Sound Designer interview [December 2017]

An old interview with Comp from the magazines I bought specifically for BUTAOTOME articles. Now it has been finally translated! This has been challenging since some specific words are used and I know absolutely nothing about music-making, recording, and that kind of stuff. But it was fun to research them, and I hope it’s clear to read.

Sound Designer was a magazine about music recording aimed at guitarists. I used the past verb because it suspended the publication as of February 2020. Anyway, the main topic of this interview is of course how Comp makes music and records stuff at home, and we also discover his equipment and some of his secrets.

It doesn’t matter what style you use, it’s important to write and release a song first

BUTAOTOME, one of the most popular bands in the doujin music world and the “strange-looking creative group”, released their second mini-album “Trauma Recorder” on November 8.
We interviewed Comp, who is the backbone of the band and in addition to composing, writing lyrics for all the songs and engineering the recordings, he also handles the mixing and mastering of the doujin works. He passionately talked about what goes on behind the scenes during the production process.

I aimed to a more listenable sound while capturing our “current” selves

This is your second mini-album released through a major label, what kind of concept did you follow when making it?
Our previous album, “Furubokko”, was our first major work, so we wanted to keep the “BUTAOTOME” feel that we had with our previous doujin works, but also create a sharp sound image, including the arrangements. With that in mind, this time I made a conscious effort to polish it to make it more listenable sound-wise while capturing a little more of our “current” selves. For a specific example, during the guitar recording stage in my private studio, the “Butagoya Studio”, I experimented with various miking ways and changed the mic preamp and DI. In addition, I tried to create a backward-looking sound by anticipating the feel of the final mix that Hirai-san (Shinjiro), the engineer who has mixed the previous album, would make.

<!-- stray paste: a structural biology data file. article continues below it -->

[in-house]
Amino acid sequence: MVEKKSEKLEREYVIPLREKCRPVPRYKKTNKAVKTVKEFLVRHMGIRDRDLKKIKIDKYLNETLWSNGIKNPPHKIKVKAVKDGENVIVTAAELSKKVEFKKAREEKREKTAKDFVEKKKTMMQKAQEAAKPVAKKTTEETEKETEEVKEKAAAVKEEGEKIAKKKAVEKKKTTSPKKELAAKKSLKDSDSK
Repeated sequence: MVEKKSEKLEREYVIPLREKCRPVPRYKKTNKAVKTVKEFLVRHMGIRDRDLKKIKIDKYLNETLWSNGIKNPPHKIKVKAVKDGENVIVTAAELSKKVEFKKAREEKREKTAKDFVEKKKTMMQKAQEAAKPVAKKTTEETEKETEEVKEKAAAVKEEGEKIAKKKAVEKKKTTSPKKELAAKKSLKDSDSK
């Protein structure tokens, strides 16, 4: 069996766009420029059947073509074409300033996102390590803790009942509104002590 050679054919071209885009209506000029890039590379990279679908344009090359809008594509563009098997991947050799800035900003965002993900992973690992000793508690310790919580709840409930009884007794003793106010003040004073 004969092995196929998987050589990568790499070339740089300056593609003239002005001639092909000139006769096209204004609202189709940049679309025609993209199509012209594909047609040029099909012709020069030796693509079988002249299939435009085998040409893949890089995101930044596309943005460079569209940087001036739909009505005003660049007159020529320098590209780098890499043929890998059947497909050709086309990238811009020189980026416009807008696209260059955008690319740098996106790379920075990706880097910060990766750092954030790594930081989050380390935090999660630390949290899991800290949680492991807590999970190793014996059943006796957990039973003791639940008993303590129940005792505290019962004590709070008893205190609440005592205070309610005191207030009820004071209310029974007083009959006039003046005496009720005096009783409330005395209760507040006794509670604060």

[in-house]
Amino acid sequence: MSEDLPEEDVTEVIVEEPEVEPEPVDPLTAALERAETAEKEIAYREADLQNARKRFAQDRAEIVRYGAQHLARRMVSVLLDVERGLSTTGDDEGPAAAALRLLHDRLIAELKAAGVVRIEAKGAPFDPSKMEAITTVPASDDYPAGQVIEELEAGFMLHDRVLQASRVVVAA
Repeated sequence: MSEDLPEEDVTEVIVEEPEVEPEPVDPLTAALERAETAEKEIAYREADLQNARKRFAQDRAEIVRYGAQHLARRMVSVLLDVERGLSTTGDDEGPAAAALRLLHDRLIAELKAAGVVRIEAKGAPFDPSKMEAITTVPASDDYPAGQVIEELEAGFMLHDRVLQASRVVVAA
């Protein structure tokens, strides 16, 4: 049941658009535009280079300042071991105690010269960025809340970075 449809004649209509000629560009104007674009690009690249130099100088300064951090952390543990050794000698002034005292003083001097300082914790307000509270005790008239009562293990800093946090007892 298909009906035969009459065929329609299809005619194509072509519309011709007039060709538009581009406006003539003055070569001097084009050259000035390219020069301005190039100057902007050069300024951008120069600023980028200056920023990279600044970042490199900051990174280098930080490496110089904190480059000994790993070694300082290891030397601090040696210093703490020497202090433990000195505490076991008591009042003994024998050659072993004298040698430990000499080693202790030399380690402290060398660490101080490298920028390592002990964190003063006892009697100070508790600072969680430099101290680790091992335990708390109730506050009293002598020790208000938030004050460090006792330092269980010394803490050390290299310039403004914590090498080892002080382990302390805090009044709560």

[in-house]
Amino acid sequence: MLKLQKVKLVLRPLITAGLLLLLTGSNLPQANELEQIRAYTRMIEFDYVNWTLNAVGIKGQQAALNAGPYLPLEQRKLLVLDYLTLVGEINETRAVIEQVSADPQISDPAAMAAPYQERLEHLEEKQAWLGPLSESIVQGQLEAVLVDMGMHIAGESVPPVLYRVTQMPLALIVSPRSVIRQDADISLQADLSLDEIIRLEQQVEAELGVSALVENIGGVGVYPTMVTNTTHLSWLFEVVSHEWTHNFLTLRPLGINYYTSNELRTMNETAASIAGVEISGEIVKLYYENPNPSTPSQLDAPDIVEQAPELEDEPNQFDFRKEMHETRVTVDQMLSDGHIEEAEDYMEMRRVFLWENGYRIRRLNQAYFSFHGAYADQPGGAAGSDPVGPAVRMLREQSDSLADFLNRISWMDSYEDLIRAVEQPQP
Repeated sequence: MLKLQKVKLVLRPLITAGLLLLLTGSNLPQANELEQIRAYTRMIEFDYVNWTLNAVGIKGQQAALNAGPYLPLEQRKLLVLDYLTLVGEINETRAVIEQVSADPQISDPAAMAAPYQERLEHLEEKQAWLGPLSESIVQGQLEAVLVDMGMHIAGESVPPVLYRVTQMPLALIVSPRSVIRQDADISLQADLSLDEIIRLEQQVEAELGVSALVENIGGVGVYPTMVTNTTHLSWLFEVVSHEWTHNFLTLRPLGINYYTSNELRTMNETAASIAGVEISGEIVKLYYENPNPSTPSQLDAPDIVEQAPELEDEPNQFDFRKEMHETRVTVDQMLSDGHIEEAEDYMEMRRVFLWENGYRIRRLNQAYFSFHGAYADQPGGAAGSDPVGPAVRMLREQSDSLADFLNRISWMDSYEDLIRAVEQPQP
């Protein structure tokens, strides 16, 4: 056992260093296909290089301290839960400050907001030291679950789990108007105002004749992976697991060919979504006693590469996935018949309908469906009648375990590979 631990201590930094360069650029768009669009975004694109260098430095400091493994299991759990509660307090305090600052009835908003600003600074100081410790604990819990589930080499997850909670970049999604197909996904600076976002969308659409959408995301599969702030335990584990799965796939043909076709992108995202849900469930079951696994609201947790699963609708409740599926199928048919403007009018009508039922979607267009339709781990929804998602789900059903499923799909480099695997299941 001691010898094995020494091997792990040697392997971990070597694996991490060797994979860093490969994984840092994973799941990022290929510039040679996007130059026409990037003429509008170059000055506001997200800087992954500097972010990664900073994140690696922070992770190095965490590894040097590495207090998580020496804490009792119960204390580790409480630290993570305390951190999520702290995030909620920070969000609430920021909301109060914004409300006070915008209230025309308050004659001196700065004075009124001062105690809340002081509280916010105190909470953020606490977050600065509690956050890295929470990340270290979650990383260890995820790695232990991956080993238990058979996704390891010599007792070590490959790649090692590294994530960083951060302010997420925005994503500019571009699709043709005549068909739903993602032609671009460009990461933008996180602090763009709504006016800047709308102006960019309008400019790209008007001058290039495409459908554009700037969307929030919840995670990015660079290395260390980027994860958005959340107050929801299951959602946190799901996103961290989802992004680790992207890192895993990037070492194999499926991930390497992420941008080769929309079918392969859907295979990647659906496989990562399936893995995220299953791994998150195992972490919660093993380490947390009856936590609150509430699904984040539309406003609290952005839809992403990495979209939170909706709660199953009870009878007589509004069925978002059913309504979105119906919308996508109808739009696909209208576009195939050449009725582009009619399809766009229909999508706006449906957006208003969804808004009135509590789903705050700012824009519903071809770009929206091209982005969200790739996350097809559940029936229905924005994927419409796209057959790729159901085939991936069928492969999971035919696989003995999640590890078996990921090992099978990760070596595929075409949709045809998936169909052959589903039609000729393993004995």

I know that you are in charge of the recording, the mixing, and the mastering of your doujin works. And this one?
As with the last album, for the major releases, I did the recordings, and then they were mixed at Hirai-san’s “Studio Megane” in Hakata.

So, what is your songwriting process, Comp?
In my case, I always start with the melody. After that, I add chords, about 90% of the time I use the guitar, and the remaining 10% I use the piano and think about it.

Do you also use instruments to create melodies?
No, I don’t use them at all. It’s certainly easier to create melodies while playing chords on the guitar, and I think an infinite number of melodies would come up. But that tends to result in melodies that rely on the arrangement and the sound of the chord progression, so I try to create a melody without any chord first and then add them with the instruments in hand. In this current era, the melody should be transmitted the same regardless of the listener’s playback environment, so I put the most emphasis on it and then make music aiming for the best possible sound that I can think of.

I see. So once you have an overall picture of the song, you head to the DAW software.
Exactly. Once I input the melody into Apple Logic Pro 9, I’ll use the XLN Audio Addictive Drums 2 to program the drums, and then I’ll record the guitar, I’ll put in the bass, and then once I added the synths depending on the song, I’ll ask Paprika to make a piano part in that state.

Are the drums in the actual take also programmed? Or are they performed live by studio musicians?
The drums are all programmed. But in addition to Addictive Drums 2, I often layer in hard sound sources like the Roland TR-08.

The drums feel very realistic, do you have a secret on how you program them?
I don’t play the drums myself, but I like drums so much, and I watched instructional DVDs. In this way, I understood how a drummer’s hands move, how they put the ghost notes in, and how they step on the hi-hat when they strike the ride cymbal. I originally watched them not for the sake of playing, but simply because I like drums. So I mimick the pose of a drummer and move my arms and legs as I input the phrases.

Do you line-record your guitar? Or do you have your amps blaring?